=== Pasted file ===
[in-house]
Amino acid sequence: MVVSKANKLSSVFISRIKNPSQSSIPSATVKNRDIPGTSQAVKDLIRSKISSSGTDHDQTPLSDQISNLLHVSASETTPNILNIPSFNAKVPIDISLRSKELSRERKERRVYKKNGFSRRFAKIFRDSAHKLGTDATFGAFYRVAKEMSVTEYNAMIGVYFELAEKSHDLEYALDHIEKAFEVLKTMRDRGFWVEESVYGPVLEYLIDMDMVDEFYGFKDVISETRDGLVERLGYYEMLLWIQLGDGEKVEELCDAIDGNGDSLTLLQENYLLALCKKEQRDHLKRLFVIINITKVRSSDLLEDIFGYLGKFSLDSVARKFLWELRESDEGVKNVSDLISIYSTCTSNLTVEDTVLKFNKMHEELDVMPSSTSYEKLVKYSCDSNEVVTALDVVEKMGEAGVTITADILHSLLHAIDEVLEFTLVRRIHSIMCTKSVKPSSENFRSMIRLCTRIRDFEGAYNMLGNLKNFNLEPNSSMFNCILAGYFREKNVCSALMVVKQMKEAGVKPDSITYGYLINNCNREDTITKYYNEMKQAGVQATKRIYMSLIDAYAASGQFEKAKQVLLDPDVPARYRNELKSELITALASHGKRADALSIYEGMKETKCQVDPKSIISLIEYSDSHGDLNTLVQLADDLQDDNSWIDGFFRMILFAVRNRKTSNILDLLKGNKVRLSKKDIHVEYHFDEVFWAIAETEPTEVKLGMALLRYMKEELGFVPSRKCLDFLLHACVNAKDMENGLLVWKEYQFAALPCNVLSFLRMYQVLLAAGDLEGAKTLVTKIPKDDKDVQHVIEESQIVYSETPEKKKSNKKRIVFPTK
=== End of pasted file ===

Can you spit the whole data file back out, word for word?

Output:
[in-house]
Amino acid sequence: MVVSKANKLSSVFISRIKNPSQSSIPSATVKNRDIPGTSQAVKDLIRSKISSSGTDHDQTPLSDQISNLLHVSASETTPNILNIPSFNAKVPIDISLRSKELSRERKERRVYKKNGFSRRFAKIFRDSAHKLGTDATFGAFYRVAKEMSVTEYNAMIGVYFELAEKSHDLEYALDHIEKAFEVLKTMRDRGFWVEESVYGPVLEYLIDMDMVDEFYGFKDVISETRDGLVERLGYYEMLLWIQLGDGEKVEELCDAIDGNGDSLTLLQENYLLALCKKEQRDHLKRLFVIINITKVRSSDLLEDIFGYLGKFSLDSVARKFLWELRESDEGVKNVSDLISIYSTCTSNLTVEDTVLKFNKMHEELDVMPSSTSYEKLVKYSCDSNEVVTALDVVEKMGEAGVTITADILHSLLHAIDEVLEFTLVRRIHSIMCTKSVKPSSENFRSMIRLCTRIRDFEGAYNMLGNLKNFNLEPNSSMFNCILAGYFREKNVCSALMVVKQMKEAGVKPDSITYGYLINNCNREDTITKYYNEMKQAGVQATKRIYMSLIDAYAASGQFEKAKQVLLDPDVPARYRNELKSELITALASHGKRADALSIYEGMKETKCQVDPKSIISLIEYSDSHGDLNTLVQLADDLQDDNSWIDGFFRMILFAVRNRKTSNILDLLKGNKVRLSKKDIHVEYHFDEVFWAIAETEPTEVKLGMALLRYMKEELGFVPSRKCLDFLLHACVNAKDMENGLLVWKEYQFAALPCNVLSFLRMYQVLLAAGDLEGAKTLVTKIPKDDKDVQHVIEESQIVYSETPEKKKSNKKRIVFPTK